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The Muse: A Short Story

The first step was to decide the spot. Not all places in the body hurt equally. Also one had to consider the purpose. If the whole world was supposed to witness the pain, the forearm was the most suitable spot. But no, he chose the stomach. Not linear slices, he held the tip of the blade just above his navel and firmly pulled downwards.

Something wet lapped at his feet. “I swear, at times, I cannot figure out if it’s Rufus or you,” he laughed. His lover, who was tickling his feet with his tongue, moved up on the bed. “Pity,” the lover sighed, “I was trying really hard this time.” He dragged each word and the moment seemed to last forever. But this was an illusion. They never had enough time.

He was not a cutter. He did not even understand completely what that term meant. He scoffed at the ones who proudly displayed the white scars on their wrists. That’s not what this was about. This was about replacing one feeling with another. The pain slowly ate away the feeling of the other man’s hands crawling over his skin. The blade dipped into the navel and almost immediately his stomach tried to jerk away from the torture. He sucked in his breath and started again. The blade traveled lower. The muscles of his thighs tightened and he sighed.

“Are all poets usually this lazy? Go and get a pen,” he protested weakly and tried his best to interrupt the poem that was being created and recited at that very moment. The finger, which was moving lazily on his stomach, continued to form words. It seemed pretty pointless to him since whatever the poet wrote on his skin, changed completely when it was written down on paper. As the finger neared his navel, his stomach fluttered and sunk in. “It’s a sensitive region of the body. The nerve endings are concentrated or something. I read about it in… ” his voice was muffled by the other’s lips pressing down on his own- roughly, quickly- before they went back to reciting the poem again. It had always been like that.

The Muse: A Short Story 4

Pain was important. Digging one’s nails into one’s skin can help but it is a question of will power. Can you let yourself go far enough to draw blood? Blades are specifically sharpened to cut through skin, which is why accidents with blades can easily be explained, He looked at the bedside table and quickly checked whether it had a tube of antiseptic and bandages on it. Then he took another breath and pushed the blade lower. A blade was better than nails for many reasons but it did not exactly suit his purpose. He looked down and realized his mistake. There was too much blood on the bed-sheet. The cut was too deep probably. He quickly peeled the sheets off the bed before they could stain the cushion and threw them in a corner. What would he do now? Would people ask him about the blood on his sheets? What about the blade? Yes, he could wash it. Calm down, he repeated over and over in his mind. Nobody had to know anything. Nails were so much better. He quickly picked up the bandage and started to wipe off the blood.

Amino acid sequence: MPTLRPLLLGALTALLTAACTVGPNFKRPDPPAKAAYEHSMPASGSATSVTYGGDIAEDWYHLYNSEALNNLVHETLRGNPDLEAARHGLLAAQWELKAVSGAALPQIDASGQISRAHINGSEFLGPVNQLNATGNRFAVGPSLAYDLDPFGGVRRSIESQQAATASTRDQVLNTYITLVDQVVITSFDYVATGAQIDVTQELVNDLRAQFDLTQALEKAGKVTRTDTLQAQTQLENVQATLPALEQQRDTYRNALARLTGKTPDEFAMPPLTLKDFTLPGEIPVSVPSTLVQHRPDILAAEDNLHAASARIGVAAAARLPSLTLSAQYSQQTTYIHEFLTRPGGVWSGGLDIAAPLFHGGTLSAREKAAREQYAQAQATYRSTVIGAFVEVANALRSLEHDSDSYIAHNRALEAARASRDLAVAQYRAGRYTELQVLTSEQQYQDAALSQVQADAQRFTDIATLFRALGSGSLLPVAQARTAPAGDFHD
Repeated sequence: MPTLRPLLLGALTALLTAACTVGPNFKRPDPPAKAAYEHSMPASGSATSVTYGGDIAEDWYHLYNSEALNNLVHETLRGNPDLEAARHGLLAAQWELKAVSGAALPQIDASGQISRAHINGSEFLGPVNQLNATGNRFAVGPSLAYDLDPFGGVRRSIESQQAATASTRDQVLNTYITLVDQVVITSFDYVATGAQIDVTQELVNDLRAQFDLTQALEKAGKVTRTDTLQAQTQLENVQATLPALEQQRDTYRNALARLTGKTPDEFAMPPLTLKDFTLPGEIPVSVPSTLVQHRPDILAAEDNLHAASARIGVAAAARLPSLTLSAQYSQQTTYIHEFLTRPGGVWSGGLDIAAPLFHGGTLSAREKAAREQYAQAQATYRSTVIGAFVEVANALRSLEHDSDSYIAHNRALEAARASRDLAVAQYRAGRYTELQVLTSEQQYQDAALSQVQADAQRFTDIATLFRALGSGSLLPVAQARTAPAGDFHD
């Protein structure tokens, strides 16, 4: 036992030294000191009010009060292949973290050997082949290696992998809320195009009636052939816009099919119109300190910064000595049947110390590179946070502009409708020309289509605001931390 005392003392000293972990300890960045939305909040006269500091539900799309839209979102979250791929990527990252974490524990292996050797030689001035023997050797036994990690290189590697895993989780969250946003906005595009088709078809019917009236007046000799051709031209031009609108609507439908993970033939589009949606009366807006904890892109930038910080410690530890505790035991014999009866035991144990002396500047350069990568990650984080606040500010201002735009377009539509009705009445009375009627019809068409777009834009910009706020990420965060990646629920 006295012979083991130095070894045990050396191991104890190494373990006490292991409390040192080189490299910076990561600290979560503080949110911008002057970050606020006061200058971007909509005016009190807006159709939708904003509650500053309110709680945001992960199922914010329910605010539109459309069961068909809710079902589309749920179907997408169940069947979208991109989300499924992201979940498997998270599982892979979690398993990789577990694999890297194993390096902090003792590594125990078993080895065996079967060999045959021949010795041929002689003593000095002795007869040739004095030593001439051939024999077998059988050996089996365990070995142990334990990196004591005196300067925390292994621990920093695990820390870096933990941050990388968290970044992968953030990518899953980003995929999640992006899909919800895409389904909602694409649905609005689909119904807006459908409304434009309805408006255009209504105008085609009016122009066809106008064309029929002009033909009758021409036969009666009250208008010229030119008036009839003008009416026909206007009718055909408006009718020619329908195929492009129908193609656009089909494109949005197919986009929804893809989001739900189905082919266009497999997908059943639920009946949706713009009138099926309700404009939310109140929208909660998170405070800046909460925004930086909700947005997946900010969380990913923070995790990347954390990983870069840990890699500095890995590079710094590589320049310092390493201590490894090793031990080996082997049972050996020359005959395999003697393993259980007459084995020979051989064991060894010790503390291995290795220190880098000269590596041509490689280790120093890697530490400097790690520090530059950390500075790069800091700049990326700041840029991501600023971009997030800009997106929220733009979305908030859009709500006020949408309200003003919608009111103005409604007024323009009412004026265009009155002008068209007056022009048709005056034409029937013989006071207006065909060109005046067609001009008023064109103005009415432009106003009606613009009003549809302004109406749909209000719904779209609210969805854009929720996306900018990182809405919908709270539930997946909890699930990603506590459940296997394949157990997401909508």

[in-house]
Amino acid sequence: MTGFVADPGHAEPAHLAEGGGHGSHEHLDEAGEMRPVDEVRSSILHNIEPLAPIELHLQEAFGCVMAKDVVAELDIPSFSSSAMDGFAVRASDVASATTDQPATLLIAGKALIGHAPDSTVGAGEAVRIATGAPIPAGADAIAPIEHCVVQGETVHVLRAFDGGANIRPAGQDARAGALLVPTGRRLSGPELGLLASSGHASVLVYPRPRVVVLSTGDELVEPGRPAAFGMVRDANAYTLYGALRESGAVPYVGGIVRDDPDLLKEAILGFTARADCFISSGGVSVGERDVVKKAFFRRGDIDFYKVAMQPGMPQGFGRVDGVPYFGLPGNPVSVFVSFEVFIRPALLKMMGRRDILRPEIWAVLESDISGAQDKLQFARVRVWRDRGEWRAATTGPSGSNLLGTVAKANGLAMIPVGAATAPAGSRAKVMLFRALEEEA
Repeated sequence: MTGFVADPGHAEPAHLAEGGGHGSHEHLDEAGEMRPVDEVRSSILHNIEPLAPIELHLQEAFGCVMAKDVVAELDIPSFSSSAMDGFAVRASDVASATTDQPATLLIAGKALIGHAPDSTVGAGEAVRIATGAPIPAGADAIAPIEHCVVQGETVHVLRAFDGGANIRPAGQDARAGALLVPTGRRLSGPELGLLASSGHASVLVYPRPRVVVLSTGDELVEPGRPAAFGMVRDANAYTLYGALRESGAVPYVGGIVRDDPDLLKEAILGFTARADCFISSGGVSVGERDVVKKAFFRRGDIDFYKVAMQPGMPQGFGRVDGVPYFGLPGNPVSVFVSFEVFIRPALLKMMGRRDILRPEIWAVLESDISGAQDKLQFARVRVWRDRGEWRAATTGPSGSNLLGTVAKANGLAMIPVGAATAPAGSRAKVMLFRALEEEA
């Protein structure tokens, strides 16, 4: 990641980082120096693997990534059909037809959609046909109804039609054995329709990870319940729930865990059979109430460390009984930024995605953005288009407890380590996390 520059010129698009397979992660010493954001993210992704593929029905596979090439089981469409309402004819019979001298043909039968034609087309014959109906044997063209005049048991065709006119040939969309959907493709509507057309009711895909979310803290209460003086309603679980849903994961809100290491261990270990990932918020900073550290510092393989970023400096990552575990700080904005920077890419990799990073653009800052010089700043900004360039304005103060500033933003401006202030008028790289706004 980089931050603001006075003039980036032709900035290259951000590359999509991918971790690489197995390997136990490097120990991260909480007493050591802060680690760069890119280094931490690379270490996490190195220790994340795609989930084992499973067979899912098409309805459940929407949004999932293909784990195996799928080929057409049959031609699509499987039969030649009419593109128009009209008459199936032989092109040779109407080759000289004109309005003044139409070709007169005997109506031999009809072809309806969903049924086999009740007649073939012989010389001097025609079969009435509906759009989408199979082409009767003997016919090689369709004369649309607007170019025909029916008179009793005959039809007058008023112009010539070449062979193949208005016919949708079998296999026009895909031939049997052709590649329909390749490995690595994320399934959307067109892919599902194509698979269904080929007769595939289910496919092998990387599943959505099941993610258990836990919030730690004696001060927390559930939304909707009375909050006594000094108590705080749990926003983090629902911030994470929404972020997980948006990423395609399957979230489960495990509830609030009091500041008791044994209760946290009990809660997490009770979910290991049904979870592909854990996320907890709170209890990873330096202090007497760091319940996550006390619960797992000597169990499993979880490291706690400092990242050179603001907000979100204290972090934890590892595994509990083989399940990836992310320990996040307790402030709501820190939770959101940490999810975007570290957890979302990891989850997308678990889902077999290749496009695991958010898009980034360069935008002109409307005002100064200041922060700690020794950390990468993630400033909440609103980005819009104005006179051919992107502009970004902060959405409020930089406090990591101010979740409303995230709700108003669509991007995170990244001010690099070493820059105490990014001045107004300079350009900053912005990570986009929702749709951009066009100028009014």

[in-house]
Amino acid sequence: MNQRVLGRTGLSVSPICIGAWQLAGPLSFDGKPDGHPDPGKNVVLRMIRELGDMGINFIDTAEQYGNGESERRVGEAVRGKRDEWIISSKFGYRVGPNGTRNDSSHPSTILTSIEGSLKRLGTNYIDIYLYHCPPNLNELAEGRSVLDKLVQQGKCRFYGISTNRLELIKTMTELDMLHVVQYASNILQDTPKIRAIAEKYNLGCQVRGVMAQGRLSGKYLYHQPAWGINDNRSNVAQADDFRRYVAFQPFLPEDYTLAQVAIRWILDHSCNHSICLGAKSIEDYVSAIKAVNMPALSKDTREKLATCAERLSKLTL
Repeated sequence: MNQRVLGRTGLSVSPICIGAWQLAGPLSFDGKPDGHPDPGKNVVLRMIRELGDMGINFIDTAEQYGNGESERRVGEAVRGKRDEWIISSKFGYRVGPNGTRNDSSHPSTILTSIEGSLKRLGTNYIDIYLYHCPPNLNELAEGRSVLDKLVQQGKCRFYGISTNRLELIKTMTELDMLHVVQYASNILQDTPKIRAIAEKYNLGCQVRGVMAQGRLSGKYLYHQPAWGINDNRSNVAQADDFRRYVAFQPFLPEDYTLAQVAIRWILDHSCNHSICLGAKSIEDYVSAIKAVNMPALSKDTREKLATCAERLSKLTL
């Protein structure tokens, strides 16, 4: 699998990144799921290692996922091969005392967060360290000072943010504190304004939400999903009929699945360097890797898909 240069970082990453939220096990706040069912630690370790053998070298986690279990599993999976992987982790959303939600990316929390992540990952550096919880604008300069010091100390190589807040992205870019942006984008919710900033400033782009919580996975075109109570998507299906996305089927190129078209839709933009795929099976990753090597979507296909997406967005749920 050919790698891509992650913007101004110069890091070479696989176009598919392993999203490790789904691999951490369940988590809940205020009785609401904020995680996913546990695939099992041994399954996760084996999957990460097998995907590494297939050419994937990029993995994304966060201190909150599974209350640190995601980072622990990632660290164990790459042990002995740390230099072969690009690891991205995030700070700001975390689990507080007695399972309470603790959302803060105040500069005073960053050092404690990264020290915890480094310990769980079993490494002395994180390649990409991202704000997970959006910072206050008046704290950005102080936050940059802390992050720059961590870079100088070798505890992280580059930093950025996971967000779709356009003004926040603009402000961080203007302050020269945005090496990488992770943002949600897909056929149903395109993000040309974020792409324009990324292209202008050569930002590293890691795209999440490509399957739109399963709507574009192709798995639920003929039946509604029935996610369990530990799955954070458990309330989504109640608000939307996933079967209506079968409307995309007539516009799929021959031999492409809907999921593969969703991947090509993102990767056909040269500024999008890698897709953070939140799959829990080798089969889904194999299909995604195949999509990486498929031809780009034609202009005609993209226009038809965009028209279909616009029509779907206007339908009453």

A huge applause broke out all around him. He was not in the first row, he was somewhere in the middle of the auditorium. He clapped and smiled widely. After an hour, the poet pulled him into a dark corner of the white stone building and kissed him. Rough. Quick. “Are you proud of me?” he asked excitedly. He looked into the poet’s flashing eyes and a sudden weariness enveloped him like a heavy cloud. “Congratulations,” he said. The poet frowned a bit but this mouth remained smiling. “That’s not what I asked. Are you proud of me?” he repeated again. “Congratulations,” the waking corpse replied. The poet looked at him for a while in confusion but his glee would not allow him to remain in shock for a long time. The poet playfully made a jab at his stomach and a spot of red slowly bloomed on his rose colored shirt. “It’s just the cat. I tried giving it a bath…” he started to explain but the poet quickly shrugged his shoulders “Don’t worry about it. There’s a black shirt in my car. You have to attend the dinner party. The award ceremony is incomplete without it. Change into that.”


Written by Ritarekha

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